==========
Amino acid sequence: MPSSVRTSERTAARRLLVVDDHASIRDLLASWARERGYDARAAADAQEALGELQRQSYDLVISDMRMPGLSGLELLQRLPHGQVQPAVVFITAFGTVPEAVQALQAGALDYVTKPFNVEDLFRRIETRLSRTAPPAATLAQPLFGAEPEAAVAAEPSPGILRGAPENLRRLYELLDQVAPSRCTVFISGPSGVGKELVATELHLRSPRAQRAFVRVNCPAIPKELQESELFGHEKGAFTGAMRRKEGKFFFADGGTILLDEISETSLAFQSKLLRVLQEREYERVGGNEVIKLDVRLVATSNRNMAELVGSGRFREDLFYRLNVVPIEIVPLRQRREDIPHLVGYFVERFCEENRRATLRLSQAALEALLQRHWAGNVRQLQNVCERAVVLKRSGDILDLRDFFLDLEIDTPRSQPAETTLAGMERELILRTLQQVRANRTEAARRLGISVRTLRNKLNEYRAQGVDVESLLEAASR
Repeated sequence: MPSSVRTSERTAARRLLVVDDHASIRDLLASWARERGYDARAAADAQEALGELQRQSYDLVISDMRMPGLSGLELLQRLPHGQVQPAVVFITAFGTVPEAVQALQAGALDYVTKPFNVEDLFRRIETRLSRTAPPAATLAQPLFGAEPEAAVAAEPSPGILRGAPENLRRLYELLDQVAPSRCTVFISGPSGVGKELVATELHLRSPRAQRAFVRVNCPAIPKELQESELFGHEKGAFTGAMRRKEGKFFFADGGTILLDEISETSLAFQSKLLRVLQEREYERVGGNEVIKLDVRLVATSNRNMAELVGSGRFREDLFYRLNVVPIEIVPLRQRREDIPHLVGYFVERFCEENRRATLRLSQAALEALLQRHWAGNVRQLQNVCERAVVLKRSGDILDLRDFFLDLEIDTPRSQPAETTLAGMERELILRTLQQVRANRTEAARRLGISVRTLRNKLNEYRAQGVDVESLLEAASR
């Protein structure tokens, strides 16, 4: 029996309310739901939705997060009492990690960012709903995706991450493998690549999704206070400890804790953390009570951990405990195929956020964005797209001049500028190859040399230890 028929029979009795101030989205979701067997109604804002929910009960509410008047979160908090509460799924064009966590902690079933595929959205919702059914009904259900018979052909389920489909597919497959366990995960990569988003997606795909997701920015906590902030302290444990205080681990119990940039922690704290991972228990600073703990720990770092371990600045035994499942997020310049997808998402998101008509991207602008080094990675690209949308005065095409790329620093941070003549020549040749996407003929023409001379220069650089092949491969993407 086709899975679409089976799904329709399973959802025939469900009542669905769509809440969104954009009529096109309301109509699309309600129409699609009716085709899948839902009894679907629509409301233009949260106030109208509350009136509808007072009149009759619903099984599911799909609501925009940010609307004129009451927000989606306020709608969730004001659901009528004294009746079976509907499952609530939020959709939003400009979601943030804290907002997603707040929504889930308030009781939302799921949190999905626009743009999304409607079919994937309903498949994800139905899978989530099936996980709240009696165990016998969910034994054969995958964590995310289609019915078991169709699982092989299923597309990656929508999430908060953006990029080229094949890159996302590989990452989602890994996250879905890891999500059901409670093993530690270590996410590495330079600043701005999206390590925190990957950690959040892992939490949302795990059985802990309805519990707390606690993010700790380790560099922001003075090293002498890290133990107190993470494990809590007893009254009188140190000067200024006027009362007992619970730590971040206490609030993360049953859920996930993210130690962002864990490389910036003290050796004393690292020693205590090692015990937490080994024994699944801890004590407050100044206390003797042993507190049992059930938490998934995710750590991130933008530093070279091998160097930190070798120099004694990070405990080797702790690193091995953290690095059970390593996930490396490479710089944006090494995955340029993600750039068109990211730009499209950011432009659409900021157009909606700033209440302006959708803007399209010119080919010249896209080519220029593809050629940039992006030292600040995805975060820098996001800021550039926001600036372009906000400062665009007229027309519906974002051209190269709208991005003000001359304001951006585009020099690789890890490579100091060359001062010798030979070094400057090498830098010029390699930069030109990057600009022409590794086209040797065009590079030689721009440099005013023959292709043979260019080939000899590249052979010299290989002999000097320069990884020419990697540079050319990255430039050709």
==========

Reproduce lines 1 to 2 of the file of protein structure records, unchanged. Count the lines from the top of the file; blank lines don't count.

Amino acid sequence: MPSSVRTSERTAARRLLVVDDHASIRDLLASWARERGYDARAAADAQEALGELQRQSYDLVISDMRMPGLSGLELLQRLPHGQVQPAVVFITAFGTVPEAVQALQAGALDYVTKPFNVEDLFRRIETRLSRTAPPAATLAQPLFGAEPEAAVAAEPSPGILRGAPENLRRLYELLDQVAPSRCTVFISGPSGVGKELVATELHLRSPRAQRAFVRVNCPAIPKELQESELFGHEKGAFTGAMRRKEGKFFFADGGTILLDEISETSLAFQSKLLRVLQEREYERVGGNEVIKLDVRLVATSNRNMAELVGSGRFREDLFYRLNVVPIEIVPLRQRREDIPHLVGYFVERFCEENRRATLRLSQAALEALLQRHWAGNVRQLQNVCERAVVLKRSGDILDLRDFFLDLEIDTPRSQPAETTLAGMERELILRTLQQVRANRTEAARRLGISVRTLRNKLNEYRAQGVDVESLLEAASR
Repeated sequence: MPSSVRTSERTAARRLLVVDDHASIRDLLASWARERGYDARAAADAQEALGELQRQSYDLVISDMRMPGLSGLELLQRLPHGQVQPAVVFITAFGTVPEAVQALQAGALDYVTKPFNVEDLFRRIETRLSRTAPPAATLAQPLFGAEPEAAVAAEPSPGILRGAPENLRRLYELLDQVAPSRCTVFISGPSGVGKELVATELHLRSPRAQRAFVRVNCPAIPKELQESELFGHEKGAFTGAMRRKEGKFFFADGGTILLDEISETSLAFQSKLLRVLQEREYERVGGNEVIKLDVRLVATSNRNMAELVGSGRFREDLFYRLNVVPIEIVPLRQRREDIPHLVGYFVERFCEENRRATLRLSQAALEALLQRHWAGNVRQLQNVCERAVVLKRSGDILDLRDFFLDLEIDTPRSQPAETTLAGMERELILRTLQQVRANRTEAARRLGISVRTLRNKLNEYRAQGVDVESLLEAASR